• India
  • Oct 19

Plastic waste management in India

Only about 9 per cent of the total plastic produced globally gets recycled, about 12 per cent is incinerated and energy is recovered, and the rest —  about 79 per cent — gets into land, water, and ocean and pollutes the environment.

Last week, NITI Aayog and United Nations Development Programme (UNDP) India launched a handbook to promote sustainable management of plastic waste in the country.

The handbook will play a major role in fulfilling the goal of reducing the use of plastic and increasing plastic waste recycling, and also ensuring that plastic waste is brought to a minimum.

The report has been developed in consultation with eminent experts and leading organisations in the domain of plastic waste. The discussion was initiated in February 2021. This was followed by over 20 virtual stakeholder consultations, including Urban Local Bodies, recyclers, corporates, civil society organisations, academia, managed by UNDP.

The need for plastic waste management

• Plastic was first invented in 1907, and given that it was cheaper and more convenient than other materials, it soon found use in varied ways in our daily lives. 

• Today, plastic is present in almost everything, from our money to electronic appliances, and it is used across multiple sectors, including packaging, building, construction, transportation, industrial machinery and health among others.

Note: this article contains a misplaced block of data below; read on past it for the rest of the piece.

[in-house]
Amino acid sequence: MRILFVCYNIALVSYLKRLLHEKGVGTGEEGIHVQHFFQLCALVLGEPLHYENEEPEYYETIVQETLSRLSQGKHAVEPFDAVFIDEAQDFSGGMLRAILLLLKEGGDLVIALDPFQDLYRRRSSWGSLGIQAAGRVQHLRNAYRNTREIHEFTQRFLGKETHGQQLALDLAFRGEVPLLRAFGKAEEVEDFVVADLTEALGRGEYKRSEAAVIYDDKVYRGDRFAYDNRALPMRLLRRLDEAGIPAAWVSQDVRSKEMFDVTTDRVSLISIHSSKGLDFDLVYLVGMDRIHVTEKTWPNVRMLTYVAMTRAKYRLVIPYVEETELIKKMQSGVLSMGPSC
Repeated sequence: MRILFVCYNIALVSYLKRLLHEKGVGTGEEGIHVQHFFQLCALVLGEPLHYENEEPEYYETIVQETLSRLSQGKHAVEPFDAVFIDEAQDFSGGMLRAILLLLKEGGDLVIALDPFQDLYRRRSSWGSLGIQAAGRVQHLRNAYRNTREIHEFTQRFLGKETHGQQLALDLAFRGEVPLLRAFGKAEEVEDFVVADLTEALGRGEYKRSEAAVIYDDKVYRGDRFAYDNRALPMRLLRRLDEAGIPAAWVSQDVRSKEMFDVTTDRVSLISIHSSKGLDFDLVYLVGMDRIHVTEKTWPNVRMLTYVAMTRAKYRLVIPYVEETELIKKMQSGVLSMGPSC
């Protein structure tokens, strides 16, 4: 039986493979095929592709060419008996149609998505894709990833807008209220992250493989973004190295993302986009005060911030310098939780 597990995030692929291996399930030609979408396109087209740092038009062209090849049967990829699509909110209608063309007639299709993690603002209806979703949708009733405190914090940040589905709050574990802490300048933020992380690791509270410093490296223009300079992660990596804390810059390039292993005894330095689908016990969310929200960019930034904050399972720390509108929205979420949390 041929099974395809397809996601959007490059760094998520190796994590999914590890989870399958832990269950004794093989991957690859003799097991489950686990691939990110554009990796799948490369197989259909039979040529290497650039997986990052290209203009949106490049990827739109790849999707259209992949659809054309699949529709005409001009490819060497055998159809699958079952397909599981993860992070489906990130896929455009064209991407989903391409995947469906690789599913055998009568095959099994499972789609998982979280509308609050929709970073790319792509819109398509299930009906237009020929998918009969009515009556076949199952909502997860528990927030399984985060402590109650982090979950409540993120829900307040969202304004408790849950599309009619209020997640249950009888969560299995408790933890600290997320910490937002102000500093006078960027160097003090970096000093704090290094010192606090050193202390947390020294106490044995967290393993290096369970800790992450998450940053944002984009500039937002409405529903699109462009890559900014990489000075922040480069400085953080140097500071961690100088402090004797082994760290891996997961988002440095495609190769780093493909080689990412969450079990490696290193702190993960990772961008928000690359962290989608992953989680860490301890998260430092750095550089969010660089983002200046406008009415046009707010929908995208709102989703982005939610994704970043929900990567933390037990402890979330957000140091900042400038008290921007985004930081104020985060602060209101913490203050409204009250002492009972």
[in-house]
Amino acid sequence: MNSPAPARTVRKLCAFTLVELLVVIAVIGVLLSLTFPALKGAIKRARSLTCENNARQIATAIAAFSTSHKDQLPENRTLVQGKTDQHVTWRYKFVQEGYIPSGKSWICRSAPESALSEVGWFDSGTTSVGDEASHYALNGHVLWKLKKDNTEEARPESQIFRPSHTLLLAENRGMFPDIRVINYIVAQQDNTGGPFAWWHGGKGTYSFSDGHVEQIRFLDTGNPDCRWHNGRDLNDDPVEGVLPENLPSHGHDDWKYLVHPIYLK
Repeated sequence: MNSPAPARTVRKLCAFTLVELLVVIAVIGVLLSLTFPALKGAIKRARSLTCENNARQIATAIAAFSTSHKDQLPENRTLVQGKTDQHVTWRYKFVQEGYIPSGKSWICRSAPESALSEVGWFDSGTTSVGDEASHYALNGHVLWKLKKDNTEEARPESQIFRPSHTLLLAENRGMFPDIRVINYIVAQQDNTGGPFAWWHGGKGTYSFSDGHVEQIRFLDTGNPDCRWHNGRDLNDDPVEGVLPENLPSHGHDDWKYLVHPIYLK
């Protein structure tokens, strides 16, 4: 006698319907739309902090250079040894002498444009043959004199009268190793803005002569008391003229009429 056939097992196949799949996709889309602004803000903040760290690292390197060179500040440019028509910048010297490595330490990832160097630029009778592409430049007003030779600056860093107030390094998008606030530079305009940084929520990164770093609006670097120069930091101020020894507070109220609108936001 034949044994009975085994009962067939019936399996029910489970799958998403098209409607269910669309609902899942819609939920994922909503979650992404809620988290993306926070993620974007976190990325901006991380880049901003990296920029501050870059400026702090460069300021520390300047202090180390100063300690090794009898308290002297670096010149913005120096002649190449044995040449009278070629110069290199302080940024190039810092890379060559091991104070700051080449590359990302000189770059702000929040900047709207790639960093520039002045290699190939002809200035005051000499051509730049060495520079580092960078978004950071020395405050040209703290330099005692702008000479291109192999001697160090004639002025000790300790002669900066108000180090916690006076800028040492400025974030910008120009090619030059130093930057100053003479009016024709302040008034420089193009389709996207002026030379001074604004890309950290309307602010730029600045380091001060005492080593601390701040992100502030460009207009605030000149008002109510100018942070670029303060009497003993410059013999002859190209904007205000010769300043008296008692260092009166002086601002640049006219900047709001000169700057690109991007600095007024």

• However, the lack of sustainable plastic waste management (PWM) poses a serious threat to our environment and natural ecosystem globally. 

• Data indicates that while a large quantum of plastic waste is generated, low levels of it are sustainably managed and discarded worldwide. 

• From 1950 to 2015, around 8.3 billion metric tonnes (BMTs) of plastic had been produced globally, and of this, 80 per cent – 6.3 BMTs – was accounted as plastic waste. 

• Of these 6.3 BMTs of waste, only 9 per cent was recycled, 12 per cent incinerated and 79 per cent dumped into landfills, oceans or waterbodies. 

• Various manufacturing industries across the globe produce 400 million tonnes of plastic waste per year, with the packaging industry being the largest contributor. According to a report by FICCI, 40 per cent of the packaging  needs in India are fulfilled using plastic.

• Globally, plastic pollution has emerged as a serious menace in the absence of streamlined PWM focusing on reuse, reduction, and recycling of plastic waste. 

• All developed and developing countries are individually taking actions to manage plastic waste, but the onus is mainly on developing countries. 

• The CPCB Report (2019-20) states that 3.4 million metric tonnes of plastic waste are generated in India annually. 

There are two primary ways to manage plastic waste.